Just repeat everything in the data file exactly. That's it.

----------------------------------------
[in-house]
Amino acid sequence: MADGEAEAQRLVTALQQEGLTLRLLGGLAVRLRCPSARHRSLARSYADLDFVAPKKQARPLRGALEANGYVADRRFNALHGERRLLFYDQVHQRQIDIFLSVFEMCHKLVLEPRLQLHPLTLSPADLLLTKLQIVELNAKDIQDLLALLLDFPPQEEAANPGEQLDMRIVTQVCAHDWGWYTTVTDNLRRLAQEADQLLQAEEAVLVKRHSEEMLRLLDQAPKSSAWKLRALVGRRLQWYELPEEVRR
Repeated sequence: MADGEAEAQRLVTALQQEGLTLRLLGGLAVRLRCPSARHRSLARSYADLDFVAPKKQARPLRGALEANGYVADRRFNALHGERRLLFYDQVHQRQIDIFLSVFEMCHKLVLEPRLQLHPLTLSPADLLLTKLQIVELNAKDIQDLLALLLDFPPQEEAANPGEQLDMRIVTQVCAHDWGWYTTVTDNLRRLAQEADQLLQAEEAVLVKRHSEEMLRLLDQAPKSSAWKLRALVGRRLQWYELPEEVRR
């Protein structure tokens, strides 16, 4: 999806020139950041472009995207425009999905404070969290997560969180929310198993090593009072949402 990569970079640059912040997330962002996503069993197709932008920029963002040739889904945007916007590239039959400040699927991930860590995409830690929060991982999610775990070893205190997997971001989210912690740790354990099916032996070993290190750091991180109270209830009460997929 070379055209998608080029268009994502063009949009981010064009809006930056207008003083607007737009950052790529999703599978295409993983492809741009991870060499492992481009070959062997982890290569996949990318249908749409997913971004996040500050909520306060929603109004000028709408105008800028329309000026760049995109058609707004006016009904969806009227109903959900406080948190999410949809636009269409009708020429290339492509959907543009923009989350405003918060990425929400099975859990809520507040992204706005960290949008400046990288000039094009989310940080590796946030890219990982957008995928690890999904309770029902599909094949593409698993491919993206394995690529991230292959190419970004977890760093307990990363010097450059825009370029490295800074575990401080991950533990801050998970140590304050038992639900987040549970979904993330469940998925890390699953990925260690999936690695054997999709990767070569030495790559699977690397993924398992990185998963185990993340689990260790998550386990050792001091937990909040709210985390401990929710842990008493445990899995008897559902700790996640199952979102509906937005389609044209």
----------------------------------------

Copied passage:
[in-house]
Amino acid sequence: MADGEAEAQRLVTALQQEGLTLRLLGGLAVRLRCPSARHRSLARSYADLDFVAPKKQARPLRGALEANGYVADRRFNALHGERRLLFYDQVHQRQIDIFLSVFEMCHKLVLEPRLQLHPLTLSPADLLLTKLQIVELNAKDIQDLLALLLDFPPQEEAANPGEQLDMRIVTQVCAHDWGWYTTVTDNLRRLAQEADQLLQAEEAVLVKRHSEEMLRLLDQAPKSSAWKLRALVGRRLQWYELPEEVRR
Repeated sequence: MADGEAEAQRLVTALQQEGLTLRLLGGLAVRLRCPSARHRSLARSYADLDFVAPKKQARPLRGALEANGYVADRRFNALHGERRLLFYDQVHQRQIDIFLSVFEMCHKLVLEPRLQLHPLTLSPADLLLTKLQIVELNAKDIQDLLALLLDFPPQEEAANPGEQLDMRIVTQVCAHDWGWYTTVTDNLRRLAQEADQLLQAEEAVLVKRHSEEMLRLLDQAPKSSAWKLRALVGRRLQWYELPEEVRR
């Protein structure tokens, strides 16, 4: 999806020139950041472009995207425009999905404070969290997560969180929310198993090593009072949402 990569970079640059912040997330962002996503069993197709932008920029963002040739889904945007916007590239039959400040699927991930860590995409830690929060991982999610775990070893205190997997971001989210912690740790354990099916032996070993290190750091991180109270209830009460997929 070379055209998608080029268009994502063009949009981010064009809006930056207008003083607007737009950052790529999703599978295409993983492809741009991870060499492992481009070959062997982890290569996949990318249908749409997913971004996040500050909520306060929603109004000028709408105008800028329309000026760049995109058609707004006016009904969806009227109903959900406080948190999410949809636009269409009708020429290339492509959907543009923009989350405003918060990425929400099975859990809520507040992204706005960290949008400046990288000039094009989310940080590796946030890219990982957008995928690890999904309770029902599909094949593409698993491919993206394995690529991230292959190419970004977890760093307990990363010097450059825009370029490295800074575990401080991950533990801050998970140590304050038992639900987040549970979904993330469940998925890390699953990925260690999936690695054997999709990767070569030495790559699977690397993924398992990185998963185990993340689990260790998550386990050792001091937990909040709210985390401990929710842990008493445990899995008897559902700790996640199952979102509906937005389609044209």